1971---(25 years of Tony-winning musicals) Shall We Dance? from The King and I--Yul Brynner, Patricia Morrison; Before the Parade Passes By from Hello, Dolly--Carol Channing; If I Were a Rich Man from Fiddler on the Roof--Zero Mostel

1972--You Can Dance With Any Girl At All from No, No, Nanette--Helen Gallagher, Bobby Van

1973--Magic to Do from Pippin--Ben Vereen

1974--Upper Berth sketch from Phoenix 55--Nancy Walker, Harvey Lembeck, JJ Barry, Charles Nelson Reilly

1975--The Story of Lucy and Jessie from Follies--Alexis Smith; Everything's Coming Up Roses from Gypsy--Angela Lansbury

Sunday, May 10, 2020

Reconstructing the Carol Burnett Show: Part Eleven: Salute to Character Actors

More news on the Carol Burnett Show front as we enter week 8 of lockdown. For my birthday, my
husband Jerry got me the 50th Anniversary Best of DVD collection which includes several episodes not on the Lost Episodes collection he got me for Christmas. The 50th Anniversary set was released in 2017, a half-century after Carol's debut in 1967 and includes segments from the entire series. So there are several from seasons 6-11 which have been in syndication for years as well as earlier ones not seen in their entirety since the original broadcast. In addition, the Shout! Factory website has announced they will be making available the entire 11-year run, launching with a marathon run of episodes on May 30-31. The press release states several of the episodes have not been available for decades and that Carol went over all the masters of the shows with Shout! Factory which would indicate that they would be showing complete episodes, not the hacked-up, edited half-hours MeTV and Amazon had been offering. One of the major issues seems to be the copyrighted musical material and that it has always been too expensive to include all the musical numbers. (Even some of the segments in the DVD collections are not the whole shows because some musical stuff is missing.) We'll find out in June if it will be possible to FINALLY watch the entire, unedited series. Here is a rundown of segments offered on my newly-acquired DVD collection and those on Amazon and MeTV. This blog salutes various character actors and performers such as Pat Carroll, Jane Connell, Alice Ghostley, Ronnie Schell, and Rich Little who were staples of TV during the 60s, 70s and into the 80s and 90s.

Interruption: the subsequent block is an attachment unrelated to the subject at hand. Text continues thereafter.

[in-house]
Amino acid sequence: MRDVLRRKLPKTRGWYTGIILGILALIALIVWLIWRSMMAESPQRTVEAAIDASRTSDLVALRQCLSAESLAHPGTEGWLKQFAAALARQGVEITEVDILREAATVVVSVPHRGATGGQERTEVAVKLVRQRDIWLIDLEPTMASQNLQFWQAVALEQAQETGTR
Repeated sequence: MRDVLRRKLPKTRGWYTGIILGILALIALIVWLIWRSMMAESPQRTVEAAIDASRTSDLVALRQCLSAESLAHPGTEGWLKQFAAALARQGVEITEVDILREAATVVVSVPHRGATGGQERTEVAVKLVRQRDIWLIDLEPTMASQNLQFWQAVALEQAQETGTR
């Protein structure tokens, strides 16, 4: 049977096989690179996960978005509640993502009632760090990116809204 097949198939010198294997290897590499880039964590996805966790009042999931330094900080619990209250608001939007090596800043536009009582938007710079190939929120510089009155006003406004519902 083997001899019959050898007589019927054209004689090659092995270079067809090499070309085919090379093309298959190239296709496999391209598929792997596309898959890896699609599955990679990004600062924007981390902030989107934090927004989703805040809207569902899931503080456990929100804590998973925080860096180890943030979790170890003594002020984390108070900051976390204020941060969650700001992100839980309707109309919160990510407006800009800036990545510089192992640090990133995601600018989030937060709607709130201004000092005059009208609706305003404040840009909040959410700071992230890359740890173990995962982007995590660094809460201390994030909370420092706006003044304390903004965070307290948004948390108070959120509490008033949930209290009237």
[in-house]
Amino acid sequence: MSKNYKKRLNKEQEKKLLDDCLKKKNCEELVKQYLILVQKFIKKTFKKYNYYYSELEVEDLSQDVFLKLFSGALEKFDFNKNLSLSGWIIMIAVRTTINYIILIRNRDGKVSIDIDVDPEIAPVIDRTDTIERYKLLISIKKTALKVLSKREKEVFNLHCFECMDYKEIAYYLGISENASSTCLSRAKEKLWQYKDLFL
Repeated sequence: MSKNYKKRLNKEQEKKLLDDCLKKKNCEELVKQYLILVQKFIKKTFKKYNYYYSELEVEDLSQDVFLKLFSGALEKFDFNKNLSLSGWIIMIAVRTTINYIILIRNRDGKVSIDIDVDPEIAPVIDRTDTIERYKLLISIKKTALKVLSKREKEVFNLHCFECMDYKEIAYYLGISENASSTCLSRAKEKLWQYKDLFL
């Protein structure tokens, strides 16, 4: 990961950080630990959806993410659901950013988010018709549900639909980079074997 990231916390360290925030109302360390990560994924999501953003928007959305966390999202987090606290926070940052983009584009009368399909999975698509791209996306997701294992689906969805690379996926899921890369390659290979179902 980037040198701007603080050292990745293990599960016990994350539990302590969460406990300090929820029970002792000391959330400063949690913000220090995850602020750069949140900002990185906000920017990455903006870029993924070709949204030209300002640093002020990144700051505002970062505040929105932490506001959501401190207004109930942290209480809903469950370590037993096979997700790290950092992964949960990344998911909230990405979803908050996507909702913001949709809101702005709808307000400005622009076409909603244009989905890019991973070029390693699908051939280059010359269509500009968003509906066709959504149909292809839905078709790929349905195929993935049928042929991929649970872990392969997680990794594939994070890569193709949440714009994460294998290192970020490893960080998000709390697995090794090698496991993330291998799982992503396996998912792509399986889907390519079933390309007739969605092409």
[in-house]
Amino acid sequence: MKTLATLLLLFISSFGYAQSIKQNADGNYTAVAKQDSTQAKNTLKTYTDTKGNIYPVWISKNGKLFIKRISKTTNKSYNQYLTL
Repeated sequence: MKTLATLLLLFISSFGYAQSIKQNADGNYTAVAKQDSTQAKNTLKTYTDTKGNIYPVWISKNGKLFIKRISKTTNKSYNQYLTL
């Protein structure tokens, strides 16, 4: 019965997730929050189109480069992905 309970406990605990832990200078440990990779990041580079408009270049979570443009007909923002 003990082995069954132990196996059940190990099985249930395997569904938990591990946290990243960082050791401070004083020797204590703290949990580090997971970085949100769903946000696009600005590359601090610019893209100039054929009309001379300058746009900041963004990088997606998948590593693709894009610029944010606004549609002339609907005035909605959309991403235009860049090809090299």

Season Two
Sept. 23, 1968: Jim Nabors, Alice Ghostley
Jim Nabors returns for the first episode of the second season. In the butchered MeTV/Amazon
Alice Ghostley (r.) with Elizabeth Montgomery on Bewitched
version, Jim and Carol are near-sighted strangers who refuse to wear their glasses on an almost-literal blind date. Good physical comedy with the two crashing into walls and missing each other as they attempt to snuggle. Alice Ghostley who is best remembered as Esmeralda, the clumsy magical nursemaid on Bewitched and the senile Bernice on Designing Women, appears as Roger's disapproving sister Mimi in the Carol and Sis sketch. Mimi would later be played by Kay Medford and Pat Carroll in similar bits. Those are the only two sketches we see. Isabel Sanford shows up in a maid's uniform during the goodbyes.

Tuesday, April 28, 2020

Theater Awards and Streaming in the Age of COVID

Theater and the arts continue despite the coronavirus pandemic. Stephen Sondheim's 90th birthday was
Performers in Take Me to the World:
A Sondheim 90th Birthday Celebration
Credit: Broadway.com
commemorated with Take Me to the World, a spectacular web-based quilt of performances presented by Broadway.com on April 26 and now available on YouTube. Though live performances on or Off-Broadway may not return for months, the annual award-dispensing free-for-all goes on, in different forms. The only prize-giving entity not heard from as of yet is the biggest of them all, the Tony Awards. This shows the fundamental difference between the Tonys and all other awards. While the Drama Desks, Outer Critics, Obies and Lortels are voted on by relatively small groups of Gotham-based critics and some industry insiders who will have seen all the eligible shows, a significant portion of the Tony electorate is made up of out-of-town road producers who come into New York at the end of the season to view as many candidates as possible. With no shows on, these people can't vote for anything. (The rest of the Tony voters are NYC producers, the board members of the various theatrical unions and about 20 members of the New York Drama Critics Circle.) In addition, the Tonys are not only a ceremony to honor artistic excellence, they are also a commercial TV venture to push Broadway's product. Again if there are no shows to push, CBS and the producers have no reason to put on a show, even a digital one with presenters and winners Zooming in.